As Newcastle welcomed a flying visit by British Airways new Boeing 787 Dreamliner – which from next month will begin transatlantic crossings out of Heathrow – airline bosses refused to rule out the possibility of bringing one of the planes to the region on a more permanent basis.
Graeme Mason, planning and corporate affairs director at Newcastle International, said he hoped it had been proved the airport was more than capable of handling the latest generation of airliners.
“I think planes like this, in the long term, could open up opportunities for regional airports to get more services as, as this visit has proven, you can fly a modern long haul aircraft from our runway,” he said.
In the shorter term BA’s director of operations Andy Lord is hoping the aircraft will prove a more indirect benefit for the region’s economy.
“Whether leisure or business travellers, this new connection on to a Dreamliner at Heathrow will give the people of the North East opportunities and hopefully provide a boost for business – and British Airways are happy to be a part of that.
“With the 787s to Toronto and New York, and the A380s to LA and Hong Kong, and more aircraft coming in and offering more possibilities, it will hopefully encourage more people to fly.
“And while at the moment we have no intention to bring the Dreamliner up to the North East on a regular basis – we’ll maybe see charters or diversions – if there was some commercial reason to come, then who knows?”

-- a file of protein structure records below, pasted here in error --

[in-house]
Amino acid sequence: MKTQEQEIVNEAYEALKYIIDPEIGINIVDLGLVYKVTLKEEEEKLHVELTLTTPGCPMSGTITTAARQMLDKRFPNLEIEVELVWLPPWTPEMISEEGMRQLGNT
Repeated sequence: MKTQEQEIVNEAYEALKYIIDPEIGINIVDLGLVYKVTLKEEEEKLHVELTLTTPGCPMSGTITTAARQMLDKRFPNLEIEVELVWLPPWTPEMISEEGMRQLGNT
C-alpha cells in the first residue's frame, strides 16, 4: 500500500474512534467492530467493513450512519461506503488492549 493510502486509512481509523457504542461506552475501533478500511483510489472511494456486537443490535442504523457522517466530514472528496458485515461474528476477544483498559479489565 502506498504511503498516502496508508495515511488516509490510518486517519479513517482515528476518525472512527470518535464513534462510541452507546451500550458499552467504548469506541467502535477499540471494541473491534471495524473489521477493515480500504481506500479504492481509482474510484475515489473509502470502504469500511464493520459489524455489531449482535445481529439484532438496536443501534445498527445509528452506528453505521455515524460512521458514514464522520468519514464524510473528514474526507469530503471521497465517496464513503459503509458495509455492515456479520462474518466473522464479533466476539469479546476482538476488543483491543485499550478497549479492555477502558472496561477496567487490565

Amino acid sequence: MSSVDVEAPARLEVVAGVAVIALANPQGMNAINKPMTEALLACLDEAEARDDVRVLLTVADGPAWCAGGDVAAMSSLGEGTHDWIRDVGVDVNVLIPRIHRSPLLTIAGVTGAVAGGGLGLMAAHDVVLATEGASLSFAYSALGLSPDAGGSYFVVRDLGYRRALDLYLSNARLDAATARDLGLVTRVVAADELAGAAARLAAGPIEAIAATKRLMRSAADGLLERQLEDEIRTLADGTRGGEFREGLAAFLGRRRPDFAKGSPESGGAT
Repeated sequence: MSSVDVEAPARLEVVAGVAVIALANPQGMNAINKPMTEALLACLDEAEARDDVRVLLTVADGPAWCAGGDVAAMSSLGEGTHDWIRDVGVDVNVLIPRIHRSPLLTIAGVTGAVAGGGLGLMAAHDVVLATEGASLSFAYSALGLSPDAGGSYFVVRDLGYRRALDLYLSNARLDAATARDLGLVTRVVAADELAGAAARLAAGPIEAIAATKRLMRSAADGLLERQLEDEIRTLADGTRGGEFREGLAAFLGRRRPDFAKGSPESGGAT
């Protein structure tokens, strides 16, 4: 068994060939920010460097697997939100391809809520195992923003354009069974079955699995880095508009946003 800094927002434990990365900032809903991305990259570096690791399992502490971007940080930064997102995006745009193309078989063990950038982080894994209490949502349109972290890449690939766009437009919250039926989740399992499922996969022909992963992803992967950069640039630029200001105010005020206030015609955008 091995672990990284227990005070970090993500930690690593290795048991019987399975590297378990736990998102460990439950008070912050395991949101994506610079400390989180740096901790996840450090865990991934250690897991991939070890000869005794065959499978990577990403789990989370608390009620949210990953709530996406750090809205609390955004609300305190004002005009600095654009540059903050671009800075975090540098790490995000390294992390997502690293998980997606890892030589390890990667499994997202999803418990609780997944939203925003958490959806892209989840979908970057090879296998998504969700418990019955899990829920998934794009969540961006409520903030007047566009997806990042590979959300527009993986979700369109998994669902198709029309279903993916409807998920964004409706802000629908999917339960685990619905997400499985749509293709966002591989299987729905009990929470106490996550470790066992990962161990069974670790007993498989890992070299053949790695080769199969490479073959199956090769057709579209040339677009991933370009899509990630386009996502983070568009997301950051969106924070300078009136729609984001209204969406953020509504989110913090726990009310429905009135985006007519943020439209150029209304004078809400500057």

The Dreamliner is one of the most advanced commercial aircraft in the world, with a fuselage made from composite materials like carbon fibre, which is stronger, allows bigger windows and the cabin to be pressurised at a lower altitude, helping to reduce jet-lag.
The Boeing aircraft is also fuel-efficient – burning 20% less fuel than the aircraft it replaces – and has an anti-turbulence system, like the stabilisers on a cruise ship, for a smoother ride.
And, following the installation of new batteries it is hoped that a repeat of the problems seen aboard early Dreamliners – where lithium-ion batteries overheated or caught fire – can be avoided.
Richard Tams, British Airways’ head of UK sales and marketing, said: “Our customers in the north of England are hugely important to us, and we wanted them to be among the first to see the new aircraft and to learn about all the benefits it brings.”
Former air force pilot Mitch Preston, who had previously landed RAF Tornadoes and short haul flights at Newcastle International Airport, was at the controls as the 214-seat aircraft touched down just before 10.25 yesterday morning. With the heads up display in the cockpit – like a fighter plane – and landing at Newcastle, it felt very much like coming home for me,” said Mr Preston, who was earlier accompanied by a Spitfire as he flew over Derby’s Rolls Royce factory.